Is your sales force an army of one (namely you)? If that's the case, here are 10 tips to make sure you do the job right. Entrepreneurs wear many hats, and that of director of sales is very often one of them. In fact, if you're a CEO and your company's sole salesperson, then welcome to the club - many small companies operate this way. But just beacuse a practice is commonplace does not mean it's easy. We put the word out that we were looking for advice on how to manage and balance the dual roles of CEO and salesperson and guess what? It took a whole train ride from New York City to Boston to wade through the responses. Here are the best of them:...
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Thursday, 13 October 2011 05:26

Volume 10 | Issue 9

ExecWatchSM
High level information
If you are having difficulty seeing this mail or images in it, you can view it in your Web browser.
Volume 10, Issue 9     
In This Issue:

Forbes Icon  WikiLeaks' Julian Assange Wants to Spill Your Corporate Secrets
Forbes Icon  How to Stop Procrastinating
Business Week Icon  Losing Your Team ... NFL Style
Business Week Icon  Steve Jobs' Last Boss Tells All
Business Week Icon  Networking Lessons from the Hollywood A-List
Success Magazine Icon  Eat to Look Lean
Computerworld Icon  Troubleshoot Your Apple iPad
         Running your home from your iPad
Wall Street Journal Icon  Phone-Wielding Shoppers Strike Fear into Retailers
Wall Street Journal Icon  Using a Board Seat as a Stepping Stone
Inc Icon  John Kotter on Selling Your Vision
Fast Company Icon  How to Tell When Your Boss is Lying: Cool New Study

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WikiLeaks' Julian Assange Wants to Spill Your Corporate Secrets
Eliminate corruption or tighten security: Which direction will your company go in to stay out of WikiLeaks?

Over the last four years he has been so busy embarrassing various governments, from Washington to the corrupt Kenyan regime of Daniel arap Moi, that many forget the corporate scandals already on WikiLeaks' trophy wall. In January 2008 the site posted documents alleging that the Swiss bank Julius Baer hid clients' profits from even the Swiss government, concealing them in what seemed to be shell companies in the Cayman Islands. The bank filed a lawsuit against WikiLeaks for publishing data stolen from its clients. Baer later dropped the suit-but managed to stir up embarrassing publicity for itself. The next year WikiLeaks published documents from a pharma trade group implying that...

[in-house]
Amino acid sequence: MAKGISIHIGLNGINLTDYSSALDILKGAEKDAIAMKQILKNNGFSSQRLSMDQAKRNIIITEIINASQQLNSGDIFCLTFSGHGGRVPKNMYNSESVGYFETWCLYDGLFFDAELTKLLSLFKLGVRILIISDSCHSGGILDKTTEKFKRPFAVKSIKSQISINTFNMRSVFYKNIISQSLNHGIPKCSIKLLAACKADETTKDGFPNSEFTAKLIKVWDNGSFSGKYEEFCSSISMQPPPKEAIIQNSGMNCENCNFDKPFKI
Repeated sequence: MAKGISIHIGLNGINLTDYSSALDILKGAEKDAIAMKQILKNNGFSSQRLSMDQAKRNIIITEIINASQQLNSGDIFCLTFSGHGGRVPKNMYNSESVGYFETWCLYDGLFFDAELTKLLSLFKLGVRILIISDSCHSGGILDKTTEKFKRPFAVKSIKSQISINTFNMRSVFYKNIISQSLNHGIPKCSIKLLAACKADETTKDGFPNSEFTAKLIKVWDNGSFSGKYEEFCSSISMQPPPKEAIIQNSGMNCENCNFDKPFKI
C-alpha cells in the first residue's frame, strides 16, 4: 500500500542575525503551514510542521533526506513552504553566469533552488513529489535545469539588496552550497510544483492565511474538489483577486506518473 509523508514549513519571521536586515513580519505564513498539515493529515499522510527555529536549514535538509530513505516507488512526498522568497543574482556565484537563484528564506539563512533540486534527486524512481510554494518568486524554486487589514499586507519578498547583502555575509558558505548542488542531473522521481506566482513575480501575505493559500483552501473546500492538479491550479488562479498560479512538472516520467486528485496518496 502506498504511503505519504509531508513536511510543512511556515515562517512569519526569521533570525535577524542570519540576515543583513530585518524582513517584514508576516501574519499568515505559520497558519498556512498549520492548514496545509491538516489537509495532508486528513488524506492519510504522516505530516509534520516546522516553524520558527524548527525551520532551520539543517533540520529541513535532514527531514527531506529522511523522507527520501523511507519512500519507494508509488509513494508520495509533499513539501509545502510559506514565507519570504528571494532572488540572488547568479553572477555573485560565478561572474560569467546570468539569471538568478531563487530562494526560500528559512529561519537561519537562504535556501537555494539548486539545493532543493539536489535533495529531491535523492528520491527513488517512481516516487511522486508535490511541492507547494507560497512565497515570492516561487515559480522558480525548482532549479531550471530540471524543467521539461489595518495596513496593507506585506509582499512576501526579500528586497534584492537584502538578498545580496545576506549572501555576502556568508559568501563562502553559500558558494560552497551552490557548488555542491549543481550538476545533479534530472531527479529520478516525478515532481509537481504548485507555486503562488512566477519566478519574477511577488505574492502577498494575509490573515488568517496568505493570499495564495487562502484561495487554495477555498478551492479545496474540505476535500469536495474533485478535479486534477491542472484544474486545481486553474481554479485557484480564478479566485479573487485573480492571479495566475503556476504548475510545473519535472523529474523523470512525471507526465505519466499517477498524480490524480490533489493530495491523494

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How to Stop Procrastinating
Techniques to eliminate procrastination and increase your productivity.

A man procrastinating at his laptop
In Pictures: How To Stop Procrastinating
Do you keep putting off things you should be getting behind you? Here's what to do about it. Joseph R. Ferrari has spent his professional life studying procrastination. In 1985 as a student at Adelphi University in Garden City, N.Y., he took a class called "Self-defeating Behaviors." He asked his teacher if procrastination had ever been studied in depth, and she said she thought so, but wasn't sure. He investigated and discovered that no one had taken a serious, thorough look at the subject, so he decided to tackle it himself. Twenty-five years later, a Ph.D. in experimental psychology and dozens of academic studies and articles behind him, Ferrari is a psychology professor at...
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Losing Your Team ... NFL Style
Business teams behave very much like sports teams. Keep yours on the winning side.

The sacking of Minnesota Vikings coach Brad Childress serves as a cautionary tale for managers who want to capture their team members' respect. The announcement surprised no one. After a drubbing by the Green Bay Packers, the Minnesota Vikings fired Coach Brad Childress 10 games into the season. It was a stunning reversal of fortune. A year earlier, the Vikings were an errant pass away from the Super Bowl. The team's win totals had increased each year under Childress, who was rewarded with a fat contract extension. Coming into 2010, Minnesota fans were buzzing about their stingy defense and ground-gobbling offense. Three months later, the Vikings were in disarray. What happened?...